Justia Criminal Law Opinion Summaries

Articles Posted in Kentucky Supreme Court
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The Supreme Court affirmed, albeit on different grounds, the decision of the court of appeals dismissing Appellant's appeal from a trial court order not authorizing payment of the full amount of an interpreter's invoiced bill, holding that statutory obligation for payment made the current proceeding inappropriate for resolution of this matter. The public defender's office requested and received approval from the circuit court for interpreting services with respect to Defendant's interview with the police department. The circuit court initially authorized the interpreting services and subsequent orders approved and/or reduced the interpreter's fee. After Defendant was convicted he filed a motion for reconsideration of expert witness fees challenging the trial court's reduction of the interpreter's fees. The trial court declined to approve additional funds. Defendant appealed the order. The court of appeals dismissed the appeal on grounds that the appeal was not timely filed and that an indispensable party - the interpreter - was not named in the notice of appeal. The Supreme Court affirmed, holding that payment for the interpreter's services was, by statute, a matter between her and the public defender's office, the requesting agency. View "Hernandez v. Commonwealth" on Justia Law

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The Supreme Court affirmed Defendant's conviction of one count of first-degree sodomy, victim under twelve years old, and Defendant's sentence of forty years' imprisonment, holding that the trial court did not commit reversible error. Specifically, the Supreme Court held (1) Defendant's argument that a juror's failure to disclose during voir dire that she went to school with Defendant's sister-in-law entitled Defendant to a new trial was not properly preserved for appellate review; (2) the trial court did not commit reversible error by dismissing a juror as the alternate instead of declaring a mistrial; and (3) the trial court did not coerce the jury into reaching a verdict. View "Wright v. Commonwealth" on Justia Law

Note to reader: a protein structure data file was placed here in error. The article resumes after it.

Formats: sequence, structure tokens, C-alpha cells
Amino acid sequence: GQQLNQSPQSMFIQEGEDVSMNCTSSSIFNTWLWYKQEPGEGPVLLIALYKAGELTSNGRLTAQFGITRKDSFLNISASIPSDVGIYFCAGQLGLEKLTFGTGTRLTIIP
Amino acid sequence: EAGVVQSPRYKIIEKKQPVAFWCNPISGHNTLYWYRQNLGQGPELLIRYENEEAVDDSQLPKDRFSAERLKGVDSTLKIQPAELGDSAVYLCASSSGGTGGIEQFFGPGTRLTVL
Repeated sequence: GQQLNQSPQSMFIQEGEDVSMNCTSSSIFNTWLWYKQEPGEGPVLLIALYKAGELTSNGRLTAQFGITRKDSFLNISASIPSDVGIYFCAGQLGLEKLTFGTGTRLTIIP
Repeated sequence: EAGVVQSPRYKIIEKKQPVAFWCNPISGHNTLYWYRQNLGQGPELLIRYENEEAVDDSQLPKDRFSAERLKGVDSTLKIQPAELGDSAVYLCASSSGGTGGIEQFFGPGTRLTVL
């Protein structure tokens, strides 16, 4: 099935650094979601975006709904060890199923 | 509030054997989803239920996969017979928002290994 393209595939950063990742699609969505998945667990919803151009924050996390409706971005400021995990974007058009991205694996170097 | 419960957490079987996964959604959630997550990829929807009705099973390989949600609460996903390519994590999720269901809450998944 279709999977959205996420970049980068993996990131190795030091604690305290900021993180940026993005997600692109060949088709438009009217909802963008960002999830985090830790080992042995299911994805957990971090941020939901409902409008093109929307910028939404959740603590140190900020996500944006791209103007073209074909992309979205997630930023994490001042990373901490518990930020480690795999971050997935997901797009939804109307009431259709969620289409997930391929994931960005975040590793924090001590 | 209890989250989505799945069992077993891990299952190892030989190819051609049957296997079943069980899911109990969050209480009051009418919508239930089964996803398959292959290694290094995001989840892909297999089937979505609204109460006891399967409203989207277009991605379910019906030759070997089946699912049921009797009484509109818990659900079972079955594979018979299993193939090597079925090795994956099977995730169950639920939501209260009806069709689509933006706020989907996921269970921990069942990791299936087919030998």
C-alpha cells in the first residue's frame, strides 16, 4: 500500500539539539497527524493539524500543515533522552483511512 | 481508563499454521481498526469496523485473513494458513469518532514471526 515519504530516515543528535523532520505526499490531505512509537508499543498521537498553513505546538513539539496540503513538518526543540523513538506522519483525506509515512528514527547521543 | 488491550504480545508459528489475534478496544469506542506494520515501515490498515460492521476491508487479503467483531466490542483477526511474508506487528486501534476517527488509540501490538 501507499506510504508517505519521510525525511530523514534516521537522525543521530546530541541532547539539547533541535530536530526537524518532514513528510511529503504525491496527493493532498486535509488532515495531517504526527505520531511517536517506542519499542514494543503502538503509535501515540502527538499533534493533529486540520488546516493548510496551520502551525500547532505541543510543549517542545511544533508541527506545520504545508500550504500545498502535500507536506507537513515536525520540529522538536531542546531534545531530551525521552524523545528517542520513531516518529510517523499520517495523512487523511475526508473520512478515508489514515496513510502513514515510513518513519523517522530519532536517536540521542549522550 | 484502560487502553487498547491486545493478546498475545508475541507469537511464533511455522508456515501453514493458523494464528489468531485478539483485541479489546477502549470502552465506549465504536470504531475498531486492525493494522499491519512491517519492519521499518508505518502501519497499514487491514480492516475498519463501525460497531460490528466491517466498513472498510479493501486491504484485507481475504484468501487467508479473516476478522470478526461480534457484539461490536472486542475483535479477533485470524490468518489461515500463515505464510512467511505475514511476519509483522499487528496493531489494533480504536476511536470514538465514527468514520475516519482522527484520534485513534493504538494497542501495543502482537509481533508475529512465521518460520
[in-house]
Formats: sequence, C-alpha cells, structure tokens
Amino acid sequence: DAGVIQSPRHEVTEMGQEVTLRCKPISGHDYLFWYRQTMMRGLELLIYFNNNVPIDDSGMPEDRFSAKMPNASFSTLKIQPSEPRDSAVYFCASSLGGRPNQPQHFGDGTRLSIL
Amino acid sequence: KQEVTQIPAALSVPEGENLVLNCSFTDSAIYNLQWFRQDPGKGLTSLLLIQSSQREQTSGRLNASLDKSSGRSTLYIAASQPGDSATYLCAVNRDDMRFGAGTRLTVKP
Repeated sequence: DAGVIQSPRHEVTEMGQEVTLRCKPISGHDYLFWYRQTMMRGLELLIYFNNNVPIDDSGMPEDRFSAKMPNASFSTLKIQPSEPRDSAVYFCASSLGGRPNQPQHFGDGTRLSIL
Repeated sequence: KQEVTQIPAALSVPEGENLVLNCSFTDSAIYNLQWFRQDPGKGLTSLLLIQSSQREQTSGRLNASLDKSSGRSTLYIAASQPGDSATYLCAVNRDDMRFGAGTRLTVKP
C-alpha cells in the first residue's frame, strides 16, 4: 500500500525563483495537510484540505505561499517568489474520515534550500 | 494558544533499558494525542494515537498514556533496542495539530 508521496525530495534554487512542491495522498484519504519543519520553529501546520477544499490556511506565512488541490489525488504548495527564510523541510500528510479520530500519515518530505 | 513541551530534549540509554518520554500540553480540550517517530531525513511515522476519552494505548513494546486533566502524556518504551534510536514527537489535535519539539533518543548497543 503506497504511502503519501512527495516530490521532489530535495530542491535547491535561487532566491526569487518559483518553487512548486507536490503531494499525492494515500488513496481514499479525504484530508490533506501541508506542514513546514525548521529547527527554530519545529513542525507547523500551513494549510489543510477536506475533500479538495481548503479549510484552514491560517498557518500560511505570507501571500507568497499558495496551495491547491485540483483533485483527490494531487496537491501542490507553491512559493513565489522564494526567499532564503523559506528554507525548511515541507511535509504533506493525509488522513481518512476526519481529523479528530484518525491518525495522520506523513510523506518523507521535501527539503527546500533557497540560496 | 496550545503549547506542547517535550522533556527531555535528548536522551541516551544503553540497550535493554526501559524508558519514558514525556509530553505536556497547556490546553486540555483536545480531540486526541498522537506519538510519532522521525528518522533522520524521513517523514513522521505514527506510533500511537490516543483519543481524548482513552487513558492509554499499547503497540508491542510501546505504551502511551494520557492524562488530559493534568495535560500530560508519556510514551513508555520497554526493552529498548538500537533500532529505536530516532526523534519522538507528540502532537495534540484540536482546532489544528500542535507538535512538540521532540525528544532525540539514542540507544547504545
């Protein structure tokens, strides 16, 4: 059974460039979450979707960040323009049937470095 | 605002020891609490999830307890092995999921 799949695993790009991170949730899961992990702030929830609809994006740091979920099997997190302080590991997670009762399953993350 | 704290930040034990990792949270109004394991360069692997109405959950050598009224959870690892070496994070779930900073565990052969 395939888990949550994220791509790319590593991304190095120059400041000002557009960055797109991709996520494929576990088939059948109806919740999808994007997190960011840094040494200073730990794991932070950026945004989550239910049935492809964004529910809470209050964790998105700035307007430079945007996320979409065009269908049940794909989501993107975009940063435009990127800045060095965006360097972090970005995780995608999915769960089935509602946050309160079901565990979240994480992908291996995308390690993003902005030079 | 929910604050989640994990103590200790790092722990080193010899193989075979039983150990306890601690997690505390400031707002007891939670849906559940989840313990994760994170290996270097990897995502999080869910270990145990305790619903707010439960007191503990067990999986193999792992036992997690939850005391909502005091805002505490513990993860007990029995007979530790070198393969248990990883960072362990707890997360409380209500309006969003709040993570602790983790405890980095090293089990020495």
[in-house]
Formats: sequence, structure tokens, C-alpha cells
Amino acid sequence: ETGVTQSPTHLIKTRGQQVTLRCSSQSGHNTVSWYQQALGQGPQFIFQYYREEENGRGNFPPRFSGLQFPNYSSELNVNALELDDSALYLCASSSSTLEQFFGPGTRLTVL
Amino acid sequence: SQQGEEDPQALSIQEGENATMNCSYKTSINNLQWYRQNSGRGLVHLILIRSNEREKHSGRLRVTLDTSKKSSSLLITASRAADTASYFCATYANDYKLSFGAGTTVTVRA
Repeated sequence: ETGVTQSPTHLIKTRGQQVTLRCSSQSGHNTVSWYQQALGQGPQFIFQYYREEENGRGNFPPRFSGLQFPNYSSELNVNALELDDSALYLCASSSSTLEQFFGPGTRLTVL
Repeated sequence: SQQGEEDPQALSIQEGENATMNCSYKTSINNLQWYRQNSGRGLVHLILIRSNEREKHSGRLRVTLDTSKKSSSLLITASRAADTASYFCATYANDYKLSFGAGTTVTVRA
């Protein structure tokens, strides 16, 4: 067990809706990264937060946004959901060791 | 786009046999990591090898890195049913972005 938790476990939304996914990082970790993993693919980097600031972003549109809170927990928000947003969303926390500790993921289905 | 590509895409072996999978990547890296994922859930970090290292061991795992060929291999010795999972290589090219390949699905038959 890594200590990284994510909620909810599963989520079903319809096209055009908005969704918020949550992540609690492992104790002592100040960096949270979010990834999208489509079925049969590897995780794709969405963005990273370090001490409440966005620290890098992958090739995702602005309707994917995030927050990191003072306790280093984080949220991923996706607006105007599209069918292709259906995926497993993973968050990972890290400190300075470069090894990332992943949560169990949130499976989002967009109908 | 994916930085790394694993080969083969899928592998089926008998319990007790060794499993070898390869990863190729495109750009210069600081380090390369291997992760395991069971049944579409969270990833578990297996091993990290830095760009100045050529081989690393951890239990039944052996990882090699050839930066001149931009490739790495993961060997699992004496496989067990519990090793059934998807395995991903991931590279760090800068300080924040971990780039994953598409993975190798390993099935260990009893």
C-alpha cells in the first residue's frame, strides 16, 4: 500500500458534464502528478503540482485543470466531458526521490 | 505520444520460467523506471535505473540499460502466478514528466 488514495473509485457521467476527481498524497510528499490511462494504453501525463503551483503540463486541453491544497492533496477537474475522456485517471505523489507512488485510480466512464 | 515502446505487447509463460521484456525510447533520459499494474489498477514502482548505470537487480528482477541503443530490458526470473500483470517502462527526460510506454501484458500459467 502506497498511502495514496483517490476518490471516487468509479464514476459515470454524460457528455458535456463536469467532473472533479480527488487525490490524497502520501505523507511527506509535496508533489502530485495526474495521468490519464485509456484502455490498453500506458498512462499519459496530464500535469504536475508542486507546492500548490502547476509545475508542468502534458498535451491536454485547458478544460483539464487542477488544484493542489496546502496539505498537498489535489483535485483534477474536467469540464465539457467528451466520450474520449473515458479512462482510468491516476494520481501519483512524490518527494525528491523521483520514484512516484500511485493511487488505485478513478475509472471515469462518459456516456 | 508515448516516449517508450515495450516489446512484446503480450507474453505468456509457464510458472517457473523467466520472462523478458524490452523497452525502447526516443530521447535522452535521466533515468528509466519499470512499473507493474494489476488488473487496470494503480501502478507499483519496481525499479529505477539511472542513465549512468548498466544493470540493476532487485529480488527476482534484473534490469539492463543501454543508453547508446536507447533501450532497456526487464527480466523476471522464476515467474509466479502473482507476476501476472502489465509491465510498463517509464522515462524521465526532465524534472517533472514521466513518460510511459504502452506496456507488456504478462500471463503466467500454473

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The Supreme Court affirmed the judgment of the circuit court convicting Defendant of first-degree rape and imposing a twenty-year term of imprisonment, holding that the trial court did not err by denying Defendant's motion for a directed verdict and by denying his motion to suppress his statements to police. Defendant's rape sentence was enhanced pursuant to the jury finding Defendant guilty of being a first-degree persistent felony offender (PFO 1), which was based on an out-of-state statutory rape conviction. Defendant filed a motion for a directed verdict on the PFO 1 charge asserting that the Commonwealth failed to prove Defendant committed a prior sex crime against a minor. The trial court denied the motion. The Supreme Court affirmed, holding (1) while it is better practice to introduce a minor victim's age into evidence as part of the PFO proof, "statutory rape" is commonly understood to be the offense of unlawful sexual intercourse with a minor, and therefore, the trial court did not err in denying Defendant's motion for a directed verdict on the PFO charge; and (2) the trial court did not err in denying Defendant's motion to suppress because Defendant's Fifth Amendment rights were not violated. View "Bullitt v. Commonwealth" on Justia Law